Lina Li, a senior manager specializing in carbon markets at Berlin-based thinktank adelphi, predicted that such Chinese buyers will prefer domestic offsets recognized by Chinese authorities to international voluntary credits such as Verified Carbon Units.

"Unless for some reasons like international public relations," Li said, then "some firms would be looking for more internationally recognized offsets."

More rigorous rules

While the companies covered by the ETS account for 40% of China's CO2 emissions, or nearly 4.4 billion mt/year, most of which are from coal-fired plants, experts believe the current rules are not designed to trigger large-scale decarbonization efforts.

For one, non-compliant firms currently only face a fine of up to CNY 30,000, even though Beijing is proposing to increase this threshold to CNY 500,000.

Moreover, the Chinese ETS does not impose a hard cap on total CO2 emissions, in contrast to most national or regional trading programs elsewhere.

Under the scheme, the companies receive allowances according to their CO2 emissions per unit of output, which, according to some observers, are calculated somewhat generously by the authorities. They are allowed to emit more by improving energy efficiency theoretically.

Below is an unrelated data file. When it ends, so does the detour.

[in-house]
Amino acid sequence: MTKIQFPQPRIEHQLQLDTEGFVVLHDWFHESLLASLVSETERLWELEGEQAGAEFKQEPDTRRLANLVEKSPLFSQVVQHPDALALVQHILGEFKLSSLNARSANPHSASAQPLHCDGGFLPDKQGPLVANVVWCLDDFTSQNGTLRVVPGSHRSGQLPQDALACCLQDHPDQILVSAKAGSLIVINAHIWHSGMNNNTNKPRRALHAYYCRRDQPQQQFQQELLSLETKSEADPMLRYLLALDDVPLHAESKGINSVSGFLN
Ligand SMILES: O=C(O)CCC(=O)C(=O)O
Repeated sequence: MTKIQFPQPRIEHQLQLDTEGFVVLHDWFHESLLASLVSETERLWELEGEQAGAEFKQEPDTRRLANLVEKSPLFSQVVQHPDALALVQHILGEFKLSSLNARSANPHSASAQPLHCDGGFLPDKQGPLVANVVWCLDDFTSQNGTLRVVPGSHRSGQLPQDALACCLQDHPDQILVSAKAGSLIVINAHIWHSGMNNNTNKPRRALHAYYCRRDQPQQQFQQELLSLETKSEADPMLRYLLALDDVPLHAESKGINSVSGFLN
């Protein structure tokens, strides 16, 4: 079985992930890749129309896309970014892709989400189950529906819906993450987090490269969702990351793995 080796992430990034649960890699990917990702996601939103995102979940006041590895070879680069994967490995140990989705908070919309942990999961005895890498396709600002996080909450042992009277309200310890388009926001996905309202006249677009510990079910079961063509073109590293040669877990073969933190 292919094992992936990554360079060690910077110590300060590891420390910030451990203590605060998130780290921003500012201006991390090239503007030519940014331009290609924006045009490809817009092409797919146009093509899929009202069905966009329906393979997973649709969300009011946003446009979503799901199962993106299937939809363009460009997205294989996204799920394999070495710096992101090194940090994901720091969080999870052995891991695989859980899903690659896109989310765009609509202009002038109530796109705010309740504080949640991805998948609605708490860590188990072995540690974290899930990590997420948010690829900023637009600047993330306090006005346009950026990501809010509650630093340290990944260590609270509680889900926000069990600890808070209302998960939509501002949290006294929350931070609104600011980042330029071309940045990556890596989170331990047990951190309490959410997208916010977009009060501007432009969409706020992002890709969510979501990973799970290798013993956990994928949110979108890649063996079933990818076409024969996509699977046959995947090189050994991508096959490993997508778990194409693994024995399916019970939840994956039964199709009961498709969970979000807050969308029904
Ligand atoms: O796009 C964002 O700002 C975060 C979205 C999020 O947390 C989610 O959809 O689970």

"Even though China aims to reach peak coal consumption by 2026, the current allocation plan does not consider this target," Chen said. "With such a loose cap and free allocation, it will be very difficult to influence the companies."

Li said the government has yet to position carbon trading as a crucial policy driver in decarbonizing China's power sector.

"The key for the government for this first compliance period is a smooth start, and that's why the current ETS design is rather soft," she added.

At the latest annual Central Economic Work Conference, government officials concluded that China's dual-control policy should regulate carbon intensity and CO2 emissions in the future, rather than energy intensity and consumption as it does now.

Experts said the policy announcements suggest Beijing could introduce an absolute emissions cap in the ETS eventually, but that such a change is likely to only happen in the 2026-2030 period. For the first half of this decade, the government is expected to tighten its carbon intensity benchmarks gradually.

Wider scope